When I first heard about AARP’s new “Disrupt Aging Collection” of images, launched in September in collaboration with Getty Images, I thought, “Yes!”
The more than 1,400 images — available for use by media outlets, advertisers and others — aim to challenge stereotypes and “paint a more accurate portrait of how people age in today’s society.”
“By telling real life stories of adults aged 50 to 100 through visuals depicting everyday experiences, The Disrupt Aging Collection illustrates the fact that older adults live increasingly full lives, while simultaneously combating ageist biases and assumptions,” Rebecca Swift, Ph.D., Getty Images’ global head of creative insights, said in a press release announcing the initiative.
That’s a great goal and a needed undertaking.
Anyone who has seen clips of Jack Palance doing one-armed push-ups at the 1992 Oscars, when the late actor was 73, or Annie Lennox singing “I Put a Spell on You” at the 2015 Emmy Awards when she was 60 (at about the 2:50 mark at the link) knows that vitality, talent and strength don’t necessarily wane with age. Their performances stood out for viewers, for better or worse, because they bucked expectations. And we all can think of examples of vibrant older adults of various ages in our personal lives, too.
The new campaign certainly fits nicely with LeadingAge’s important vision to “permanently change the image of aging in our society,” which the organization’s president and CEO, Katie Smith Sloan, announced at the group’s 2016 annual meeting.
But it was another organization’s 2016 annual meeting that my mind went to when thinking about this new AARP / Getty Images effort.
Mark Parkinson, a former governor of Kansas, was celebrating his sixth anniversary as president and CEO of the American Health Care Association / National Center for Assisted Living in 2016.
“I think some people were excited back when I was announced, not so much because I was a former governor, but because Stacy and I were one of you,” he told those attending the general session of the group’s annual meeting at the time. “Stacy and I really did build and own and operate and work every single day in our assisted living facilities and skilled nursing facilities.”
With six years under his belt at the helm of AHCA / NCAL, Parkinson said he now felt more comfortable admitting that “when we opened up our first assisted living facility, we had no idea what we were getting into. We really didn’t.”
He and his wife, Stacy, he explained, entered the assisted living industry in September 1996.
“We had kids that were 7, 4 and 1 when we opened up our first building. We both worked at the law firm that we had started 10 years earlier; we worked 50 or 60 hours a week,” he said. “I was also in the Kansas state senate, and we were involved in all sorts of community activities.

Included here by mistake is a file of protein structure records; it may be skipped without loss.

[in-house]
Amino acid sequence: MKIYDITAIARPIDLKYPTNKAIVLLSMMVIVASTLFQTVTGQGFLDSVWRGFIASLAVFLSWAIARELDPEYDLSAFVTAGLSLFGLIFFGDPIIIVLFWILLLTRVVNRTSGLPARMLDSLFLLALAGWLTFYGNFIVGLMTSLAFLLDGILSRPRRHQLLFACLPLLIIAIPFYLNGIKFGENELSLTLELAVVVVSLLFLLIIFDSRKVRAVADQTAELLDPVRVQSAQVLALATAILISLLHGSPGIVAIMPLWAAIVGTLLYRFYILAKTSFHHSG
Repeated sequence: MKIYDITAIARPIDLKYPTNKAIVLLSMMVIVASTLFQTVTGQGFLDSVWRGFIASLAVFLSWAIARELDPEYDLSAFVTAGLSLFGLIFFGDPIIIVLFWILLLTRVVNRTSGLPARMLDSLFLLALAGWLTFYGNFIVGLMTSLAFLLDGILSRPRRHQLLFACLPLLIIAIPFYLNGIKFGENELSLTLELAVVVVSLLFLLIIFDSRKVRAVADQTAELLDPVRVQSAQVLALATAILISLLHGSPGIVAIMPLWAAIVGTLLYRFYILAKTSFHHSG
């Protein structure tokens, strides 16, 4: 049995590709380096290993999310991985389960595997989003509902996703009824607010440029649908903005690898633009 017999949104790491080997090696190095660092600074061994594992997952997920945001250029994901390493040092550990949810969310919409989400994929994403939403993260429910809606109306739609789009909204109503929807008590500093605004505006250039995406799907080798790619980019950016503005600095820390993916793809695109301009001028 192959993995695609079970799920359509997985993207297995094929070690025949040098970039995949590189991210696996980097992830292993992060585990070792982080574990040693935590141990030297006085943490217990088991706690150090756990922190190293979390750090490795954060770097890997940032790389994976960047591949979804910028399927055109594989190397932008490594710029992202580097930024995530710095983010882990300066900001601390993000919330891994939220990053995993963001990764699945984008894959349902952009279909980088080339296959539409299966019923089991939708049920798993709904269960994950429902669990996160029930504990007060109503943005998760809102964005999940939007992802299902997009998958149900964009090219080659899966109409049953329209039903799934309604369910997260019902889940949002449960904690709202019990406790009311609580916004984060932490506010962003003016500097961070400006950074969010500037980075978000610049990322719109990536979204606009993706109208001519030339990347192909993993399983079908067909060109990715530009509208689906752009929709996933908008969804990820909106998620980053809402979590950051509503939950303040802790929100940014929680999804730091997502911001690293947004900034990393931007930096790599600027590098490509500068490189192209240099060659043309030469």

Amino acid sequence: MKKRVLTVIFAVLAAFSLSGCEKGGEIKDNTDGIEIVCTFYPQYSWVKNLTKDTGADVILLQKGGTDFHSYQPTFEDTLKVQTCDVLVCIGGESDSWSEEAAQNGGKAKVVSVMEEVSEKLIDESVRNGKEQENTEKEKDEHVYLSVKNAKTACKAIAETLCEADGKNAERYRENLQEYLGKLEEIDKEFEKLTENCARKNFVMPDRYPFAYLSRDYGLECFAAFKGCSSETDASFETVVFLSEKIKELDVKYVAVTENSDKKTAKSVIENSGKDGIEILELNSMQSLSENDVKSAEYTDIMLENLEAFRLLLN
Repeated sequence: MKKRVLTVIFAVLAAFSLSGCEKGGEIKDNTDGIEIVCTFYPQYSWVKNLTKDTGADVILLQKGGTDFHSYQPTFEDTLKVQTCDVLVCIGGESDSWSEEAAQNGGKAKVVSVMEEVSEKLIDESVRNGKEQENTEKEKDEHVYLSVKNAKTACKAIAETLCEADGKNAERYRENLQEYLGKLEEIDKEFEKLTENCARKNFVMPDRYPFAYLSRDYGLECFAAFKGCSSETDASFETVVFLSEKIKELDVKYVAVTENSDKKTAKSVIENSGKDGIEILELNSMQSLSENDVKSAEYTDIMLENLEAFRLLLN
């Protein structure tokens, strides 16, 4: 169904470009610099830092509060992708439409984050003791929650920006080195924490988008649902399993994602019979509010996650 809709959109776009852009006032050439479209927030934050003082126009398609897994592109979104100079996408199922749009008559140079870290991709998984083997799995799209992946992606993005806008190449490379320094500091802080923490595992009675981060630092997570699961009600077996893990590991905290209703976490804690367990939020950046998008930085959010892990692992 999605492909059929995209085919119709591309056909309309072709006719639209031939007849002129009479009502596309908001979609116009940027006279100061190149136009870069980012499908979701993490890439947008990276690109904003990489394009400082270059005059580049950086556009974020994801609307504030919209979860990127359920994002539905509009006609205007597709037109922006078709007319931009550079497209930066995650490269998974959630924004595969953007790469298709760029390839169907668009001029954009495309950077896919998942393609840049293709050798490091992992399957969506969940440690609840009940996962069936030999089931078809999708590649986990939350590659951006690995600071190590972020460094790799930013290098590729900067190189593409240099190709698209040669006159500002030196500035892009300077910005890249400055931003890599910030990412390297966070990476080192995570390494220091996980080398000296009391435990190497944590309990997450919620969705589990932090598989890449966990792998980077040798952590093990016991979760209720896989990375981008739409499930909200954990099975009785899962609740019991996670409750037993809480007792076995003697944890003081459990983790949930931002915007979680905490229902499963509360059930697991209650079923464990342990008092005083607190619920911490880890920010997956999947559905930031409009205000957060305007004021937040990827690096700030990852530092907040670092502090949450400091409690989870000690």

“We thought that we would be able to continue to do all of those things and that we would build this one — just one — assisted living facility, and it would kind of be off to the side,” he continued, adding that as they imagined, “We’d check on it every once in a while to make sure it was doing OK. It would be a hobby.”
That assumption was a mistake, of course, Parkinson told the crowd.
“I think back and wonder, ‘How could we have been so naïve as to think that an assisted living facility would run itself?’ ” he said. “I’m convinced it’s because we didn’t understand the type of people that live in our buildings. We believed the ads that some of you run. You know those ads that have active seniors?”
It was then that Parkinson showed images of older adults riding bicycles and golfing on large screens in the ballroom.
“You see what I’m talking about. This is who we thought would live in our building,” he said. “If you look closely at the guy on the bicycle, I’m pretty sure he’s younger than I am right now.” Parkinson was 59.
“And I love the guy coming off the golf course. ‘Yeah, hey, let’s have a cocktail,’ ” he joked. “Well, we learned very quickly that these people exist, but they don’t live in our buildings.”
The CEO was telling this story as a humorous part of a larger message about the industry and those who operate in it, but I still take something away from this story three years later.
And that is, yes, older adults can and should be portrayed as living “increasingly full lives,” as Getty Images put it. That is an accurate picture.
But it’s not a complete picture, and operators do a disservice to the industry, to potential residents and to current residents if they don’t convey the complete spectrum of aging and the reality of assisted living and assisted living residents in the images in their marketing materials. If operators don’t do that, then isn’t the industry guilty of perpetuating stereotypes of a different sort?
When operators honestly convey in their materials what the industry is and what it does, they celebrate residents exactly as they are and convey the industry’s noble task of serving their needs. And they help prospective residents understand what assisted living is, too.